6.841 Advanced Complexity Theory
Feb 4, 2009
Lecture 1
Lecturer: Madhu Sudan
Scribe: Mergen Nachin
1
Administrative Information
•
Lecturer: Madhu Sudan ([email protected])
•
TA: Brenden Juba ([email protected])
•
Website:
http://courses.csail.mit.edu/6.841/
The grading will be based on the following.
•
Scribing  You must scribe at least one lecture no matter if you are taking the class for credit or as a
listener.
•
Problem sets  There will be roughly 3 problem sets throughout the semester.
•
Participation  We encourage people to speak up, discuss and ask questions during the lecture.
•
Project  Read papers about some topic and present it to the class (with additional progress, if possible).
2
High level overview of Computational Complexity
Computational Complexity is concerned with the study of
•
Interesting
computational problems.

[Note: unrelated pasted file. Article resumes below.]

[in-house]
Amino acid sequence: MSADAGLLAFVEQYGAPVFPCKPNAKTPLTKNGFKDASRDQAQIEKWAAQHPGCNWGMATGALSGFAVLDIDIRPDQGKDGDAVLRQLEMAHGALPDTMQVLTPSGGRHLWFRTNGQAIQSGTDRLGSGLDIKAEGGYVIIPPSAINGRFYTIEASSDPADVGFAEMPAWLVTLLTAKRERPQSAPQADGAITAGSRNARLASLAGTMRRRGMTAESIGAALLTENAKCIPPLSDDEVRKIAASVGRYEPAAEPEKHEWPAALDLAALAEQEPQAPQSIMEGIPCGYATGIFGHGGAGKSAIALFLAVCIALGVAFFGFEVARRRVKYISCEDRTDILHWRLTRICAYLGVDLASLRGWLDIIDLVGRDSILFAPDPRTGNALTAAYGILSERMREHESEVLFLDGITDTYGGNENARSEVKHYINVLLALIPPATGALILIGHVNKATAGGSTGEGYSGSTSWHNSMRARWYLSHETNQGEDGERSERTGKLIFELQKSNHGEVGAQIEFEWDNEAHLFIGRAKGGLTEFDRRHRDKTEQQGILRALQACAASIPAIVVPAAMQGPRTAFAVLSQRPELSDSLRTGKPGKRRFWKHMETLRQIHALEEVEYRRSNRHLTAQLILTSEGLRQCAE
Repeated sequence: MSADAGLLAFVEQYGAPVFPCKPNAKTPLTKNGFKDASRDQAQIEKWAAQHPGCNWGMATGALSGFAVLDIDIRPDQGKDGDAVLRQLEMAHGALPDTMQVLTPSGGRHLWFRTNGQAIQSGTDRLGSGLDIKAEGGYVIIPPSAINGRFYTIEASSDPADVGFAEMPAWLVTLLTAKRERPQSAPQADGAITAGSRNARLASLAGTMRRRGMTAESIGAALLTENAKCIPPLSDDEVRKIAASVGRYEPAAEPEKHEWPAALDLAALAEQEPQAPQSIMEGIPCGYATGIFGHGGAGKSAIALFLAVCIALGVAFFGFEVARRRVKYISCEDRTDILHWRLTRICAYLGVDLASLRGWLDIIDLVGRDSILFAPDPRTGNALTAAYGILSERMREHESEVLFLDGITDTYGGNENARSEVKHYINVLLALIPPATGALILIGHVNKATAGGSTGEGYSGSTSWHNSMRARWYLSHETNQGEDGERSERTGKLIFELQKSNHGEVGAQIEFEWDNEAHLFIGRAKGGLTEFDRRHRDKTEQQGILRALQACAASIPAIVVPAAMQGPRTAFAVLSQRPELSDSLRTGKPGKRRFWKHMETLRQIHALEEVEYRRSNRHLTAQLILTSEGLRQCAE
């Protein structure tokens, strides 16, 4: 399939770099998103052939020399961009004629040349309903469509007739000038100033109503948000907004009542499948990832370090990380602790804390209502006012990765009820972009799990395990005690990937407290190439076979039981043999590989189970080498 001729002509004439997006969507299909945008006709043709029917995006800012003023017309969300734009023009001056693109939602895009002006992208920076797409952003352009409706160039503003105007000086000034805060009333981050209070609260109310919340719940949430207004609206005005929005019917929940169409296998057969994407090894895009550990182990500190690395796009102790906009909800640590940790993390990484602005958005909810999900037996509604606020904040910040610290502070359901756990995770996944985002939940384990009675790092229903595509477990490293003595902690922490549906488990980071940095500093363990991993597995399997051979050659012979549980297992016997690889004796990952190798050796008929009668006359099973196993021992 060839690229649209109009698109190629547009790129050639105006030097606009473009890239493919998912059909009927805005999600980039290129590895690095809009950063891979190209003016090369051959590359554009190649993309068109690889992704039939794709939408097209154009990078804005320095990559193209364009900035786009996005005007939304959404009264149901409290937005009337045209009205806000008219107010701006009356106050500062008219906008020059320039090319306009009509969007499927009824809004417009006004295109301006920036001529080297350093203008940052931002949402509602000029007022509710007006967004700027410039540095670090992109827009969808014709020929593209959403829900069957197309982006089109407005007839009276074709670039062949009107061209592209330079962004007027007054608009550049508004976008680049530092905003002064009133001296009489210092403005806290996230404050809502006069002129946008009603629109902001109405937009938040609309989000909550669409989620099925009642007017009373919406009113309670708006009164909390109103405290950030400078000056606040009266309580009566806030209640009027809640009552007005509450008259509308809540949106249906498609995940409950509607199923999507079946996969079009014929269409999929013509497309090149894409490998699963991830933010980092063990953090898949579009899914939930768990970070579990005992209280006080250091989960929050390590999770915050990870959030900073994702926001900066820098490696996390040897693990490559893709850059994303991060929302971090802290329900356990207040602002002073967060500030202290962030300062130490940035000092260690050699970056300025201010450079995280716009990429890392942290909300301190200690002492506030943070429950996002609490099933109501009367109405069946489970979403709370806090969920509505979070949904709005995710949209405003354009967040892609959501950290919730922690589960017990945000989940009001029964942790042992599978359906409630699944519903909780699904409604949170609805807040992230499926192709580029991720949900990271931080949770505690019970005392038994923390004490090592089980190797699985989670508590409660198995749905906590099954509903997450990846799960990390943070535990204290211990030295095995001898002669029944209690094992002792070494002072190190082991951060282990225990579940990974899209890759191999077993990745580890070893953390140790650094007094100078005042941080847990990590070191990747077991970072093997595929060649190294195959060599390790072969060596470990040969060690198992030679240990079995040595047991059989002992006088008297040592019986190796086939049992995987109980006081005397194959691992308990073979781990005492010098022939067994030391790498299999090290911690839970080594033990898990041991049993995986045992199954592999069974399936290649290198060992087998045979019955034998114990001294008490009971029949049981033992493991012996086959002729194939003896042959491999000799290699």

•
Interesting
resources such as time, space and etc.
•
The feasibility and infeasibility  That is to prove upper and lower bounds. Unfortunately, we have
a very few results on lower bounds for time or space.
But on the other hand, we have made quite
a progress on
comparison
lower bounds.
For example, we compare two problems and conclude the
following: if problem A requires some certain amount of resource to solve, then we must need at least
some amount of resource to solve problem B.
How do we define “interesting”?
This is a very subjective choice.
For example, a problem might be
interesting if it has a lot of applications in a real world, or if many other problems can be reduced to one of
its instances. Once we find an “interesting” problem, we want to find out how much time and space suffice
to solve the problem, and how much are necessary to solve the problem.
2.1
Examples of “interesting” problems
The following three problems are presented as “interesting”.
•
#SAT (“numberSAT”): Given a 3CNF formula
φ
on
n
variables
x
1
, . . . , x
n
with
m
clauses
c
1
, . . . , c
m
(so
φ
=
c
1
∧
. . .
∧
c
m
and each
c
i
looks something like
x
i
1
∨
¯
x
i
2
∨
x
i
3
), count the number of satisfying
assignments.
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 Spring '09
 MadhuSudan
 Computational complexity theory, Karp, Computational Complexity

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